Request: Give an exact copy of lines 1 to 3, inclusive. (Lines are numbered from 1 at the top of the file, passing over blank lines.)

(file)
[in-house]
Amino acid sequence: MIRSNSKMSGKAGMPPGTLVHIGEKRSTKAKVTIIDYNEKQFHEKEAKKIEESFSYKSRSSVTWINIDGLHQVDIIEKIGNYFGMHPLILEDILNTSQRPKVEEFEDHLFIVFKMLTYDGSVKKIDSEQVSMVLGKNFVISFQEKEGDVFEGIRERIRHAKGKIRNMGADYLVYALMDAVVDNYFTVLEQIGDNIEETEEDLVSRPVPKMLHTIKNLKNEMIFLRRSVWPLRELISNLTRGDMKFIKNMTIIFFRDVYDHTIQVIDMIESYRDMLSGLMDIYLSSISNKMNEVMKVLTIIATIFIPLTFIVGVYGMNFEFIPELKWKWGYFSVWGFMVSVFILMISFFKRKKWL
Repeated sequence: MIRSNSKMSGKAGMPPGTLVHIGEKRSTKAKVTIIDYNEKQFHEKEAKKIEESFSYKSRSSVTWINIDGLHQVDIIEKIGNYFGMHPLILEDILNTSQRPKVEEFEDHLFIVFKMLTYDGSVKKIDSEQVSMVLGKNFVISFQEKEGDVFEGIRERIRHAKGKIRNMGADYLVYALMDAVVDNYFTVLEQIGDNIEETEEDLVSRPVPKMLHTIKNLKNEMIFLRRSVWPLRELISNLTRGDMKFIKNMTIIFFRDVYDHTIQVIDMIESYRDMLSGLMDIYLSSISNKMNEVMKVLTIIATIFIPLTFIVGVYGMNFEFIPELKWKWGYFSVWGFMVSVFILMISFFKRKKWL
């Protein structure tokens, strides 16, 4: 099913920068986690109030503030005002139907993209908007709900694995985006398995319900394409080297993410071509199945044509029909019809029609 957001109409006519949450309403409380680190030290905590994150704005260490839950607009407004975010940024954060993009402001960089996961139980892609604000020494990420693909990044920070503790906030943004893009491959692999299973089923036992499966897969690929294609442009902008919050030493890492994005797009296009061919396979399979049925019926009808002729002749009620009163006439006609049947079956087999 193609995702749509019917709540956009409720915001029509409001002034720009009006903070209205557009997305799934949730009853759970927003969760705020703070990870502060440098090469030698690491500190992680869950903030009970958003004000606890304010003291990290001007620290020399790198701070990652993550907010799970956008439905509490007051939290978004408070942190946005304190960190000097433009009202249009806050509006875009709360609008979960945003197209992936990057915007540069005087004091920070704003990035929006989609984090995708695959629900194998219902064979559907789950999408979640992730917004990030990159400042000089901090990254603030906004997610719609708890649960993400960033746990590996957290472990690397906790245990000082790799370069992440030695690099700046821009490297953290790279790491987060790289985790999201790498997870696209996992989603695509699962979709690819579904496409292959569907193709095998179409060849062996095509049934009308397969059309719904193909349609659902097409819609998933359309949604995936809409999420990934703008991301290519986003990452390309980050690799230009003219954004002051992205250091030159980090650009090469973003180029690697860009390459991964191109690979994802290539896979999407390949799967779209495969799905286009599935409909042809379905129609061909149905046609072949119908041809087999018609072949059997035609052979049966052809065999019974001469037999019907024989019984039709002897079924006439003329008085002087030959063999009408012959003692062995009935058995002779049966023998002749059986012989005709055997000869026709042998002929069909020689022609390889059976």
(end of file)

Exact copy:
[in-house]
Amino acid sequence: MIRSNSKMSGKAGMPPGTLVHIGEKRSTKAKVTIIDYNEKQFHEKEAKKIEESFSYKSRSSVTWINIDGLHQVDIIEKIGNYFGMHPLILEDILNTSQRPKVEEFEDHLFIVFKMLTYDGSVKKIDSEQVSMVLGKNFVISFQEKEGDVFEGIRERIRHAKGKIRNMGADYLVYALMDAVVDNYFTVLEQIGDNIEETEEDLVSRPVPKMLHTIKNLKNEMIFLRRSVWPLRELISNLTRGDMKFIKNMTIIFFRDVYDHTIQVIDMIESYRDMLSGLMDIYLSSISNKMNEVMKVLTIIATIFIPLTFIVGVYGMNFEFIPELKWKWGYFSVWGFMVSVFILMISFFKRKKWL
Repeated sequence: MIRSNSKMSGKAGMPPGTLVHIGEKRSTKAKVTIIDYNEKQFHEKEAKKIEESFSYKSRSSVTWINIDGLHQVDIIEKIGNYFGMHPLILEDILNTSQRPKVEEFEDHLFIVFKMLTYDGSVKKIDSEQVSMVLGKNFVISFQEKEGDVFEGIRERIRHAKGKIRNMGADYLVYALMDAVVDNYFTVLEQIGDNIEETEEDLVSRPVPKMLHTIKNLKNEMIFLRRSVWPLRELISNLTRGDMKFIKNMTIIFFRDVYDHTIQVIDMIESYRDMLSGLMDIYLSSISNKMNEVMKVLTIIATIFIPLTFIVGVYGMNFEFIPELKWKWGYFSVWGFMVSVFILMISFFKRKKWL